Navigation Links
Collisions of protein machines cause DNA replication derailment
Date:2/24/2011

Scientists have published results that will forever change the way researchers view the interplay between gene expression, DNA replication and the prevention of DNA damage.

DNA damage, if not kept in check, can lead to many problems including cancers. Researchers, funded by the Biotechnology and Biological Sciences Research Council (BBSRC) and the Wellcome Trust and working at The University of Nottingham, have shown that the process of replication is even riskier than originally thought. This new information is published today (24 February) in the journal Nature.

Lead researcher Panos Soultanas, a Professor of Biological Chemistry from The University of Nottingham School of Chemistry said "Consider DNA as a bi-directional rail track with two types of train: a big fast one like an eight-carriage cross country train and a small slow one like a two-carriage regional train. As it travels, the big train the DNA replisome is responsible for copying the DNA e.g. when a cell is preparing to divide. And the small train the RNA polymerase makes its journey to deal with the expression of genes contained within the DNA sequence."

Just like trains, collisions between proteins moving along a strand of DNA can be catastrophic and this is one reason why areas of DNA that are being used a lot are particularly prone to damage. Until now it was thought that only head-on collisions between the DNA replisome (the big, fast, cross country train) and the RNA polymerase (the small, slow, regional train) could lead to serious DNA damage. This research shows that collisions between big and small trains running in the same direction can be just as dangerous and hence the problem in areas of high use is exacerbated.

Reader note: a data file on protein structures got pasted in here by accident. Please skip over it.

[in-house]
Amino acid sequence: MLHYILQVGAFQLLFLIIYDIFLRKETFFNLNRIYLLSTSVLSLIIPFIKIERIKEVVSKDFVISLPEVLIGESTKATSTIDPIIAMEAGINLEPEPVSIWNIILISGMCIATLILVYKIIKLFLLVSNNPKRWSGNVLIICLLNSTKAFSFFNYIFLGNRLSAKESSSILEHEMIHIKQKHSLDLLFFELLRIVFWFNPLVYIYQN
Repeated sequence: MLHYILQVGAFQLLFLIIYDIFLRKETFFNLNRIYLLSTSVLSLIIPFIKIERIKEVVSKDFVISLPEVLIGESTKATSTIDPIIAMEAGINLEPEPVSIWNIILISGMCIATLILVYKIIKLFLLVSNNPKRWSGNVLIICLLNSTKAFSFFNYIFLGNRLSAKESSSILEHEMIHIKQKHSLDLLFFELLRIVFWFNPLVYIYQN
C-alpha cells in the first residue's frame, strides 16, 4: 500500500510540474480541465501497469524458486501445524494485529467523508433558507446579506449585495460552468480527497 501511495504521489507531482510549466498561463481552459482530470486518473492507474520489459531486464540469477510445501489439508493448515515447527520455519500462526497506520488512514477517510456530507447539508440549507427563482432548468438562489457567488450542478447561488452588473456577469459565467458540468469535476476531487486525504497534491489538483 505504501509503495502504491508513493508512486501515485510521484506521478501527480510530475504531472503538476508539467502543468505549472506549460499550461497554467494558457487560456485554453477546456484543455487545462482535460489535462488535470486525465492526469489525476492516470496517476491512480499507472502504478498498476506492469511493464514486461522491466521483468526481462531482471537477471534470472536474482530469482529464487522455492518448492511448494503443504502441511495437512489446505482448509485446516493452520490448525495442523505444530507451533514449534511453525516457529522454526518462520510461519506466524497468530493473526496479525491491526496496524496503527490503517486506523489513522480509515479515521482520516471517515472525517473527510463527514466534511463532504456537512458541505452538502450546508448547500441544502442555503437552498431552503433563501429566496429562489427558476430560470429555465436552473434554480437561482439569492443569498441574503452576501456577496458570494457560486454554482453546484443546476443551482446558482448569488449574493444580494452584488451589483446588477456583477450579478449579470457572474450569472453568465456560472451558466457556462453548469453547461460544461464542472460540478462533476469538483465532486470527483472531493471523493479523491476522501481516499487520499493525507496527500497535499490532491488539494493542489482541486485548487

Professor Soultanas said "Until now we thought that if the fast and slow protein-trains meet going in the same direction along the track then the faster DNA replication train just slows down and follows along behind the slower gene expression train until it has finished its job and moved out of the way. Our new research shows that this isn't the case at all and in fact they do collide quite often causing what, in this analogy, we could only describe as a major derailment!"

When the DNA replisome falls off the DNA there are other proteins called "restart replication proteins" that come in to help get it back on track. Although this ensures that DNA replication can continue, it can potentially increase the risk of mistakes occurring during the copying process, particularly if such restart replication proteins are malfunctioning. In some cases these mistakes can lead to problems e.g. if the mistake causes a genetic malfunction that can lead to a cancer developing.

Describing what happens to the DNA replisome in areas of DNA where there are many RNA Polymerases working on genes that are in high use, Professor Soultanas said: "We are now realizing that when there are a lot of slow moving trains close together on the track, the fast moving train is faced with a huge obstacle and any failure to safely negotiate these areas could easily result in significant errors. Therefore, replication restart mechanisms are of vital importance to ensure accurate copying of the genetic material"